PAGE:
Compulsory Tablet PCs
Writing about web page http://news.com.com/Tablet+PCs+now+required+for+VA+Tech+engineers/2100-1041_3-6090046.html
According to this news item Virginia Tech Polytechnic in the US intends to make the use of Tablet PCs in class compulsory from Autumn 2006.
As part of a new partnership with Fujitsu Computer Systems and Microsoft, Virginia Tech will be using new Fujitsu LifeBook T4000 computers to change the way its engineering classes are taught, particularly at the introductory level, the school said.
The bitter pill of compulsory use will be sweetened somewhat by the fact that the institution will be giving these devices to its students, not requiring them to buy them for themselves, though it's not absolutely clear whether it's a permanent or a temporary arrangement where the students will have to return the device at the end of the year or the course.
Either way, though, the interesting question is, what will the tablets be used for? What's so compelling about these devices that it's worth going to what presumably will be quite a lot of trouble and expense to get one into the hands of every student? The article hints at the sorts of uses being envisaged:–
Students will be able to take notes and construct designs on their LifeBooks, which are intended to make it easier for students to collaborate with each other and share their work with instructors electronically.
[The institution] will be providing training this summer so that faculty can adjust to using the machines in classroom presentations, the school said. The software that will be used includes Microsoft Office OneNote, SketchUp and Classroom Presenter.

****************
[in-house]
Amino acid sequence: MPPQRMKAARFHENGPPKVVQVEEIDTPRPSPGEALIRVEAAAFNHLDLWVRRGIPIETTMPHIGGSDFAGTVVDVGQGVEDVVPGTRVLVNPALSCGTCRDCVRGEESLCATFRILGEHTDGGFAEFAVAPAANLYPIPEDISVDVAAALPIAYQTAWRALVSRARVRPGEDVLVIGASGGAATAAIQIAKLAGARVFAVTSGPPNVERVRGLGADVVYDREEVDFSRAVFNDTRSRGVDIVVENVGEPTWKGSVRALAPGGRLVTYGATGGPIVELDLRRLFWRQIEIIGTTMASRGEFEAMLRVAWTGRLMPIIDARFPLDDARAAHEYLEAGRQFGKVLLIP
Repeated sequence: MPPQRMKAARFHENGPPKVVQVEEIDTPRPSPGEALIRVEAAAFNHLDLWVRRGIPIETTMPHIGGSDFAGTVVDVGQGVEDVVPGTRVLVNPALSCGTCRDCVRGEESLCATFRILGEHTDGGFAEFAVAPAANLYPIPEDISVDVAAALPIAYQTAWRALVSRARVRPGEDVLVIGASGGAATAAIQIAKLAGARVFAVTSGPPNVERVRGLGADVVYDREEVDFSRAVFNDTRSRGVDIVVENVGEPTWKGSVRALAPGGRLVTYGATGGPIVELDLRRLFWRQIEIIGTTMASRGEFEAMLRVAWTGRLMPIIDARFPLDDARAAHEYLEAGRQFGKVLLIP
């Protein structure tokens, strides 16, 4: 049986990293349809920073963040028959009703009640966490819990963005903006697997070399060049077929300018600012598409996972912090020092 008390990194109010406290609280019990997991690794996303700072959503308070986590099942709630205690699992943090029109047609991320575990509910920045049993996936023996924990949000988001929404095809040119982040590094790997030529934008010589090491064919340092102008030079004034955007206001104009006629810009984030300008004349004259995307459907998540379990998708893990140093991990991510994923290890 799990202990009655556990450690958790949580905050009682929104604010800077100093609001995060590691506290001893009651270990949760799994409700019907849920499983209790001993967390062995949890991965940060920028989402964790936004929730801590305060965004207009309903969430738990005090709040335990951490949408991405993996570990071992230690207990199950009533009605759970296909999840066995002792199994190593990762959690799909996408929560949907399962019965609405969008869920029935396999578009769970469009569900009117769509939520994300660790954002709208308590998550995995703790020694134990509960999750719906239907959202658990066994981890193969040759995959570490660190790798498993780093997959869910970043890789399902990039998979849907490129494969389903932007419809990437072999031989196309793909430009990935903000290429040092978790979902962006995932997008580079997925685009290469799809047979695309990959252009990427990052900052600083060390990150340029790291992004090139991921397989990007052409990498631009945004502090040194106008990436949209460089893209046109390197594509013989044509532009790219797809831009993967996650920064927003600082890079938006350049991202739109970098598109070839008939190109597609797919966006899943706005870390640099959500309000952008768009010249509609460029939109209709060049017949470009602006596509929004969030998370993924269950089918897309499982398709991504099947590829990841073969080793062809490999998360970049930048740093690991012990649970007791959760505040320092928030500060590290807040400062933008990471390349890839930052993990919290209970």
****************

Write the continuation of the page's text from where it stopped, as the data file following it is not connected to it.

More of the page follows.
I can see that engineering students could in principle benefit from software designed to let them draw and sketch as part of their note–taking process. And collaboration and sharing are the motherhood and apple pie of education these days, so it's hard to argue with anything which supports that. But I remain slightly unclear about how exactly this will work when next autumn rolls around. Will students be turned away from class if they turn up without their tablet? Will the institution fit power outlets to every seat in all the lecture theatres and other teaching spaces where these devices are to be used? (Tablets tend to have a battery life of about three or four hours, so you couldn't go a whole day without recharging it somewhere.)
And if one were being ruthlessly cost–benefit about it, is sharing sketches and notes wirelessly from one tablet PC to another really thousands of pounds better than sharing (higher resolution!) notes and sketches made on paper, using a photocopier and some shoe leather? I watch with interest to see if Virginia Tech report back on the value of the program after the first semester is done.